My current research deals with two broad questions.
(1) What is the role of rituals, ceremonies and symbols in instilling national identity?
(2) How does citizenship operate as a system of global inequality and how does it intersect with economic inequality?
Below are some of the projects I am currently working on.
(c) Yossi Harpaz
Analyzing the Effect of Naturalization Ceremonies
Over the past two decades, numerous European countries instituted new ceremonies and loyalty oaths for immigrants who wish to become citizens. In adopting such policies, they are following the lead of the United States, Canada and Australia, which have had such ceremonies for decades. The project will seek to explain the new drive towards the ritualization of citizenship in Europe, as well as examine the effectiveness of such ceremonies in the United States. It will use a range of methods to evaluate the effect of naturalization ceremonies and oaths. Are such ceremonies effective in instilling identities and enhancing cohesion, or are they mainly a political ritual that is addressed at the native population?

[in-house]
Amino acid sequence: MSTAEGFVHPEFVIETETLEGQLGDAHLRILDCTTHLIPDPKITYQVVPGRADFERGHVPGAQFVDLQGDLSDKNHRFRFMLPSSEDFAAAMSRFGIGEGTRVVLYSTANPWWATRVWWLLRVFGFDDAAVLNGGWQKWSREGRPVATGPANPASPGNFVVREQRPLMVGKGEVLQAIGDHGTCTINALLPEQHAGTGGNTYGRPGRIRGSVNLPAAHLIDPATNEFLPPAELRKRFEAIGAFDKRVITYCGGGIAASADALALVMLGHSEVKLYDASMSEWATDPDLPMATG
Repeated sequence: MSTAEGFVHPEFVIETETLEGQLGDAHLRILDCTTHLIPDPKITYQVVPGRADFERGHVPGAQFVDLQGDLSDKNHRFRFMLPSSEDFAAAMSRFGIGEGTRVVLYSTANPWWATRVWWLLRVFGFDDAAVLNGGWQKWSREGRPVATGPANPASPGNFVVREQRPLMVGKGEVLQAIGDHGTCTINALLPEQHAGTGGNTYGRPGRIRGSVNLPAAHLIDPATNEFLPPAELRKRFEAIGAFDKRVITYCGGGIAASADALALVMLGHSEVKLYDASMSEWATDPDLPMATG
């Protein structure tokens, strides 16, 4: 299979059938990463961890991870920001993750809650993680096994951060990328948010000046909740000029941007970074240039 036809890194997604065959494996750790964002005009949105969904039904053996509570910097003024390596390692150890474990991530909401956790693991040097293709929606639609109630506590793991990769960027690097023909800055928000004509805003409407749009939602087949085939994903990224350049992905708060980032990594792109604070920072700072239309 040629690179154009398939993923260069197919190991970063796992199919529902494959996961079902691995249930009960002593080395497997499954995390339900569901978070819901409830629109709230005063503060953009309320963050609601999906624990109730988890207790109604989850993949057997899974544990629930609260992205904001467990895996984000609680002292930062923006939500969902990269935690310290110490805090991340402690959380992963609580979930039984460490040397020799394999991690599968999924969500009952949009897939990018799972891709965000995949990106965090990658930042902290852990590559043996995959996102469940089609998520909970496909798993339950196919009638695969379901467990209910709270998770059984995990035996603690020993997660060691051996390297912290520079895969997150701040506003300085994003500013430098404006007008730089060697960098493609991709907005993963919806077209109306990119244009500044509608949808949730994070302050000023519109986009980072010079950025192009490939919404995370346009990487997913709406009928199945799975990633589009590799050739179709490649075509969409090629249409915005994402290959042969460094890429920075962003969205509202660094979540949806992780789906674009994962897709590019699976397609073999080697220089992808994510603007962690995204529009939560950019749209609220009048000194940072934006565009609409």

The Effect of Israel's Remembrance Day Siren
Exploring the Connection between Citizenship, Wealth and Mobility
Israel's Remembrance Day for Fallen Soldiers, a key national holiday, is marked by a unique ritual: a siren is sounded across the nation, and millions stand at attention and observe a moment of silence. The project uses quasi-experimental methods to identify the effect of participation in this ritual on Israelis' attitudes toward the nation and toward domestic minorities, including Haredi Jews and Arab-Israelis.
Citizenship is becoming increasingly commodified. As wealth in developing countries grows, increasing numbers of people are converting some of their money into visas or citizenship that ensure access to Western countries. This project analyzes administrative statistics to identify the factors that drive demand for investment-based visas and citizenship and other forms of migration.